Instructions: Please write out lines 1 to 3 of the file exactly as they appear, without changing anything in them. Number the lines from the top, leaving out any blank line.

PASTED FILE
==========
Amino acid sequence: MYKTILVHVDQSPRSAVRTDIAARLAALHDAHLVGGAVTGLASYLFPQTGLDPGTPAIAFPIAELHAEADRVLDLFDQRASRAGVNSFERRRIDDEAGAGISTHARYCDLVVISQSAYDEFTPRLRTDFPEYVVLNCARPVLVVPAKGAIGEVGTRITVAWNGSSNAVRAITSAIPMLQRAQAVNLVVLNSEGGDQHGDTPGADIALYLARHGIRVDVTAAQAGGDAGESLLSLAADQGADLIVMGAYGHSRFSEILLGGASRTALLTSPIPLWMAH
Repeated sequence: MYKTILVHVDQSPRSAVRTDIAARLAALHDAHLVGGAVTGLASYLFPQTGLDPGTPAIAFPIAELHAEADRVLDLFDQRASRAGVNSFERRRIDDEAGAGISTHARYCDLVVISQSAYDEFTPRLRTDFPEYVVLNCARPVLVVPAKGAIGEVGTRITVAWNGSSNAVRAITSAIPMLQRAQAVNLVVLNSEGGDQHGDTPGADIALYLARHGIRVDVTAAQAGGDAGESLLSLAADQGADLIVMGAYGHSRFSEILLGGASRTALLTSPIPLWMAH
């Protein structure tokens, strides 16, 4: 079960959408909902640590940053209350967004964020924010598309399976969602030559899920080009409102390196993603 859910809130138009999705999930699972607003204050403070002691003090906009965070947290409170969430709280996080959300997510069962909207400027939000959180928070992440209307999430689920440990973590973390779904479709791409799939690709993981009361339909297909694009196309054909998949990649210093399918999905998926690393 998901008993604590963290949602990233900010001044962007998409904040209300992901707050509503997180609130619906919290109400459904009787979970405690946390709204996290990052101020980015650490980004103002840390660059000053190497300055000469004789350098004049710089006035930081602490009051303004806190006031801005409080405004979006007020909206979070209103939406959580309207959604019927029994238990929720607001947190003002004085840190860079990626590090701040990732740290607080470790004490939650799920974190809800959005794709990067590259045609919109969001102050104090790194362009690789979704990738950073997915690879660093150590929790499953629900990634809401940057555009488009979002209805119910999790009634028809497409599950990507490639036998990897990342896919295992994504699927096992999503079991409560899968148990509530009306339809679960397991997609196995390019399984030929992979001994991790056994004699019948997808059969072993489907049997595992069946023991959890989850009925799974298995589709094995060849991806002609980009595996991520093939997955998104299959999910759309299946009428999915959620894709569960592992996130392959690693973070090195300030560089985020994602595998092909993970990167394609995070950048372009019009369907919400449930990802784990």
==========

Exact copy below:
Amino acid sequence: MYKTILVHVDQSPRSAVRTDIAARLAALHDAHLVGGAVTGLASYLFPQTGLDPGTPAIAFPIAELHAEADRVLDLFDQRASRAGVNSFERRRIDDEAGAGISTHARYCDLVVISQSAYDEFTPRLRTDFPEYVVLNCARPVLVVPAKGAIGEVGTRITVAWNGSSNAVRAITSAIPMLQRAQAVNLVVLNSEGGDQHGDTPGADIALYLARHGIRVDVTAAQAGGDAGESLLSLAADQGADLIVMGAYGHSRFSEILLGGASRTALLTSPIPLWMAH
Repeated sequence: MYKTILVHVDQSPRSAVRTDIAARLAALHDAHLVGGAVTGLASYLFPQTGLDPGTPAIAFPIAELHAEADRVLDLFDQRASRAGVNSFERRRIDDEAGAGISTHARYCDLVVISQSAYDEFTPRLRTDFPEYVVLNCARPVLVVPAKGAIGEVGTRITVAWNGSSNAVRAITSAIPMLQRAQAVNLVVLNSEGGDQHGDTPGADIALYLARHGIRVDVTAAQAGGDAGESLLSLAADQGADLIVMGAYGHSRFSEILLGGASRTALLTSPIPLWMAH
């Protein structure tokens, strides 16, 4: 079960959408909902640590940053209350967004964020924010598309399976969602030559899920080009409102390196993603 859910809130138009999705999930699972607003204050403070002691003090906009965070947290409170969430709280996080959300997510069962909207400027939000959180928070992440209307999430689920440990973590973390779904479709791409799939690709993981009361339909297909694009196309054909998949990649210093399918999905998926690393 998901008993604590963290949602990233900010001044962007998409904040209300992901707050509503997180609130619906919290109400459904009787979970405690946390709204996290990052101020980015650490980004103002840390660059000053190497300055000469004789350098004049710089006035930081602490009051303004806190006031801005409080405004979006007020909206979070209103939406959580309207959604019927029994238990929720607001947190003002004085840190860079990626590090701040990732740290607080470790004490939650799920974190809800959005794709990067590259045609919109969001102050104090790194362009690789979704990738950073997915690879660093150590929790499953629900990634809401940057555009488009979002209805119910999790009634028809497409599950990507490639036998990897990342896919295992994504699927096992999503079991409560899968148990509530009306339809679960397991997609196995390019399984030929992979001994991790056994004699019948997808059969072993489907049997595992069946023991959890989850009925799974298995589709094995060849991806002609980009595996991520093939997955998104299959999910759309299946009428999915959620894709569960592992996130392959690693973070090195300030560089985020994602595998092909993970990167394609995070950048372009019009369907919400449930990802784990």